Almost a third of young people experience sleeping difficulties, a number which researchers said has increased from around a quarter in four years.
A study of school-age children carried out in 2018 found just over a third (35%) said they suffer multiple health complaints every week due to sleeping difficulties, with feeling nervous and irritable among the most common complaints.
Sleep problems among adolescents have been linked to electronic devices and social media in other studies.
The new 2018 Health Behaviour in School-aged Children (HBSC) study found more than nine in 10 (92%) of 15-year-olds keep their smartphones in their bedroom at night, and nearly all (95%) young people said they own a smartphone with a connection to the internet.
Researchers also found under one in five (17%) adolescents in Scotland meet the current recommendations of 60 minutes a day of moderate-to-vigorous physical activity.
The proportion of young people playing computer games on weekdays has increased “substantially” since 2006, from 22% to 42% among girls and from 53% to 71% among boys.
Dr Jo Inchley, from the MRC/CSO Social and Public Health Sciences Unit at the University of Glasgow and lead author of the study, said: “We’ve seen significant improvements in recent years in areas such as substance use and eating behaviours.
“But at the same time, new challenges such as social media are increasingly impacting on how young people live their lives and these can have a significant impact on their wellbeing.
“This report helps us to better understand the challenges young people face and the areas where more support and investment is needed.”
The study found 85% of young people reported high life satisfaction in 2018, while almost one in five adolescents rated their health as excellent.
However researchers found the proportion of young people reporting sleep difficulties more than once a week increased from 23% in 2014 to 30% in 2018.
On weekdays the average length of sleep was 8.3 hours for 13-year-olds and 7.8 hours for 15-year-olds.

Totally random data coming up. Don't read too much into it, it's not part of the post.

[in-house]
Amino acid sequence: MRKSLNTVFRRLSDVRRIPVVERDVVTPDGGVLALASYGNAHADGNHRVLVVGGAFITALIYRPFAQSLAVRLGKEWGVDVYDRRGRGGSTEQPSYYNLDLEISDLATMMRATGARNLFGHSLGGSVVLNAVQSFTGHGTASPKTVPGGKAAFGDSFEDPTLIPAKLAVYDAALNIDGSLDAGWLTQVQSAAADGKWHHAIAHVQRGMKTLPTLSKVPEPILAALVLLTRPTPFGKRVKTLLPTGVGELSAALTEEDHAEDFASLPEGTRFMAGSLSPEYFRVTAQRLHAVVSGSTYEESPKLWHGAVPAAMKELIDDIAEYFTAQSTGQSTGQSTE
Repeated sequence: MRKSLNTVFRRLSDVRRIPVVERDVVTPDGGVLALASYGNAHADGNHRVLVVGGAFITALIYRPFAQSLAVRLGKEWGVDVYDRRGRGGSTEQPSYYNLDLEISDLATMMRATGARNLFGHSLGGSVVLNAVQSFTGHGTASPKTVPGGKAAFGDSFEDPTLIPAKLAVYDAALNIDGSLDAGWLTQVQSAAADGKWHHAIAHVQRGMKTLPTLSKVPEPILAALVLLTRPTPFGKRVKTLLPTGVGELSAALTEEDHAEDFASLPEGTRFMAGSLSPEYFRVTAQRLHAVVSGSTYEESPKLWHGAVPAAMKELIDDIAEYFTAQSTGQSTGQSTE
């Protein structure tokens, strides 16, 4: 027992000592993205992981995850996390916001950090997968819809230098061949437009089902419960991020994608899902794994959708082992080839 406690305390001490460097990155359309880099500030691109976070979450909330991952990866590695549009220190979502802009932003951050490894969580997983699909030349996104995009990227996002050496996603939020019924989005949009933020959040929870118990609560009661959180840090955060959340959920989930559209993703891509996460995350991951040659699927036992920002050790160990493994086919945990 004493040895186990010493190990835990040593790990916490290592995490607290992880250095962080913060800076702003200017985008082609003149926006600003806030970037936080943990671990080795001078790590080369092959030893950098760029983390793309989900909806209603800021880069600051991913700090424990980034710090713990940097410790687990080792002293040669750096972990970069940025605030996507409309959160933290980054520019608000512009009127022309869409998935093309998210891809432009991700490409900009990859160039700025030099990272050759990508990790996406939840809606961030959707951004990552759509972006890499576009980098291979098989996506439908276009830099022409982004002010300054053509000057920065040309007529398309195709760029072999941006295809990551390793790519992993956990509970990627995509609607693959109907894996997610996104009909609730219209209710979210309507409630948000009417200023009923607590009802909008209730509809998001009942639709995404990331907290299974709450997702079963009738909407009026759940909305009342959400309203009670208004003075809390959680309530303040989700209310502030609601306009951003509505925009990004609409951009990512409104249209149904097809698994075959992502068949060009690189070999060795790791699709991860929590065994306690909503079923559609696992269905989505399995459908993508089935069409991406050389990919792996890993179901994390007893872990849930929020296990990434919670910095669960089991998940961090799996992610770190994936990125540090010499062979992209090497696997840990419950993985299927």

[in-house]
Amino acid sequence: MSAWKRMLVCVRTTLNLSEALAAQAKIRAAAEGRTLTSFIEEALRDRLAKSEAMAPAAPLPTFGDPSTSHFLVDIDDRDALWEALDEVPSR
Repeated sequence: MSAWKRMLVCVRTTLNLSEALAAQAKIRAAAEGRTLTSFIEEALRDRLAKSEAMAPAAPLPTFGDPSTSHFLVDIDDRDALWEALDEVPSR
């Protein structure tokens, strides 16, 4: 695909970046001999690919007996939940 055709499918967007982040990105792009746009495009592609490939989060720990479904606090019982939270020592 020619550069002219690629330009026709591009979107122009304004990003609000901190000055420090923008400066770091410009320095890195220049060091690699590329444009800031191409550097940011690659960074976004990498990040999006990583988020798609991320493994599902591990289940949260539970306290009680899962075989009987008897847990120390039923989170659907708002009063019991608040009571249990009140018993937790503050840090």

The recommended sleep for teenagers is eight to 10 hours each night.
Researchers found just over a third (37%) of adolescents were classified as having low mood (33% boys, 41% girls) and 14% were at risk of depression (11% boys, 17% girls).
Dr Inchley said: “The declines in mental health and increase in sleep difficulties are concerning.
“There’s been a small but steady increase in the proportion of girls taking part in physical activity in their free time but overall levels are still very low and screen time has been increasing at a much faster rate.”
The study, which involved 5,286 pupils, covered areas such as sleeping habits, time spent online, physical activity and school and home life.
Data was collected from surveys with 11, 13 and 15-year-olds in Scotland.
Vigorous physical activity was found to be higher among boys than girls.
Just over a third of adolescents reported eating fruit (35%) or vegetables (36%) every day.
Dr Rory Mitchell, public health intelligence principal at NHS Health Scotland, which funded the study, said: “This report highlights some positive trends as well as ongoing challenges.
“The data shows that children from wealthier families tend to report better health and wellbeing than those from poorer families.
“This highlights the need for a continued focus on tackling health inequalities in Scotland.”